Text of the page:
EIR SPORT, the rebranded Setanta Sports, is paying €7m-€8m for the rights to the 2019 Rugby World Cup and is lining up a bid for GAA broadcast rights for the 2017-20 period, which are currently being sold.
The telco is also interested in acquiring the rights to the Pro12 rugby tournament, which are held until 2018 by TG4 and Sky. Glen Killane, the managing director of RTE Television, will join Eir in October as managing director of Eir TV and Eir Sport, and will be central to future rights negotiations.
Mickey O’Rourke, co-founder of Setanta, has also committed to staying at Eir for two years. Eir beat competition from RTE and TV3 for the rugby rights, which include the 2017 Women’s Rugby World Cup, the under-20s championship and the 2018 Rugby Sevens World Cup.
Jon Florsheim, managing director of Eir’s consumer division, said Eir would “commit the money necessary” to buy more rights. “We’ll look at anything that adds value to our customers,” he said.
The GAA rights, which could cost about €15m, are held by RTE and Sky for 2014-17. The GAA president Aogán Ó Fearghaíl last week said the association hoped to complete a new rights deal by the end of the year.
Eir took over Setanta earlier this year in a deal believed to be worth about €20m and last week rebadged the business as Eir Sport. The rugby deal is Eir’s first rights package, although Setanta had rights for the 2007 and 2011 Rugby World Cups.
“It will take a while to get used to the new brand,” said O’Rourke, who co-founded Setanta in 1990. “It’s a big change — new brand, new location, new owners.”
The bulk of Setanta’s staff have moved into Eir’s headquarters, where a floor has been branded with sports imagery and fitted out with TV screens and artificial grass areas. “They all got a cheque [from the Setanta takeover] so everyone was happy with that,” said O’Rourke.
Eir is offering the €25-a-month sports service, which comprises two Eir Sport channels and four BT Sport channels, free to its broadband customers for at least a year. The company wrote to customers last week, however, informing them their broadband service was increasing in price by €7 a month.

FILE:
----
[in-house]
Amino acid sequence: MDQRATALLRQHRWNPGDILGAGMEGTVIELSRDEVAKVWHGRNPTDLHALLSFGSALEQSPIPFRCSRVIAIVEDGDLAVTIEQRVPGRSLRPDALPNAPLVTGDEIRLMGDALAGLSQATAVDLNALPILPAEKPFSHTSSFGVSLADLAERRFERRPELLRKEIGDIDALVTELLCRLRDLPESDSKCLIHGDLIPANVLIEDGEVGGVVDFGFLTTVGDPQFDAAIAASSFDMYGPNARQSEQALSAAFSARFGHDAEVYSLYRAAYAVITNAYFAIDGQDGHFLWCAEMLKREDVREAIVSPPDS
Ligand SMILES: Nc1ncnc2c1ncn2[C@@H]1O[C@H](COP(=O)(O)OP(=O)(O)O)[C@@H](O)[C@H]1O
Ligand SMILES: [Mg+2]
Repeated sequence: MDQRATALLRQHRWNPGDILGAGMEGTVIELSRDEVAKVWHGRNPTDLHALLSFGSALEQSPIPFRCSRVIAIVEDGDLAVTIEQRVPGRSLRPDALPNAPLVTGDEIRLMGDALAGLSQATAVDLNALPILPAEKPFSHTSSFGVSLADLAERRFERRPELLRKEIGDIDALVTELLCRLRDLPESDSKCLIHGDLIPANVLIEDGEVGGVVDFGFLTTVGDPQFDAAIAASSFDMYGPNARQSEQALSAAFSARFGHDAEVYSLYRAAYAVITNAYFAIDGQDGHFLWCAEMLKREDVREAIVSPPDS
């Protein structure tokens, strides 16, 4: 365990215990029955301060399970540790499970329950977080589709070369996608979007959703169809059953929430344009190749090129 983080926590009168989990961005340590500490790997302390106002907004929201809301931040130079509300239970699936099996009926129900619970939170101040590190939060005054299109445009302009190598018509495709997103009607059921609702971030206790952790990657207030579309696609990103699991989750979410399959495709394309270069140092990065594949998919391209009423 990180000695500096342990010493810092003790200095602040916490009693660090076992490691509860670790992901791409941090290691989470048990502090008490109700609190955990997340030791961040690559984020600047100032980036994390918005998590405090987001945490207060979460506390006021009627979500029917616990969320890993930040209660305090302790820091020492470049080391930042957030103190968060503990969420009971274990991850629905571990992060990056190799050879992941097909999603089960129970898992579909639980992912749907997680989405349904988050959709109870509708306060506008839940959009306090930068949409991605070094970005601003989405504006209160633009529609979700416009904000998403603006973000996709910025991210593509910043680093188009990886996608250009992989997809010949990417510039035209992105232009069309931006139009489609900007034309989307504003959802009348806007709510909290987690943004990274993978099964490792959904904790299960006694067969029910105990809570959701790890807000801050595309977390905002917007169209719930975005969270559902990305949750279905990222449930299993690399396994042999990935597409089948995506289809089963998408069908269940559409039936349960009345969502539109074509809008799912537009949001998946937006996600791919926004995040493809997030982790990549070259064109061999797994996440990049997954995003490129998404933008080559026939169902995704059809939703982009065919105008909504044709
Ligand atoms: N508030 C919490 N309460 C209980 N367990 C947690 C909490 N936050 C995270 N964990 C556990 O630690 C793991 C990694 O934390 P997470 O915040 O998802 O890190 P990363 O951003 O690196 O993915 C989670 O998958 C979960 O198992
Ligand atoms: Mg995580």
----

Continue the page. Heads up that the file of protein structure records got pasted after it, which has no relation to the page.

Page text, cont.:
Florsheim said Eir considered offering the sports free to subscribers of its Eir Vision television service, as a way of pushing people to sign up for the service, but opted against it. “The core product that everything hangs off for us is broadband. It is more important to maintain and grow that. We are not going head to head with Sky on TV.”
In time, however, Eir may follow the example of BT in the UK, which initially gave its sports channels free to its broadband customers. BT then introduced a £5 charge for sports for the broadband customers, but gave sports free to its TV customers.
While Eir will have exclusive Irish rights to all 2019 Rugby World Cup matches, it must make all Ireland’s matches, the semi-finals and final available on free-to-air TV. Florsheim said Eir could launch a standalone free-to-air channel by then.
Eir is not looking at buying broadcaster UTV Ireland, however, he said. It is reportedly being circled by Virgin Media, which owns TV3. If Eir does not have a free-to-air channel by 2019, it can sub-license the rugby rights to RTE or TV3.
Florsheim said Eir would look at more content deals. The company recorded the recent Dalkey Book Festival in Dublin and is sponsoring the Other Voices music event.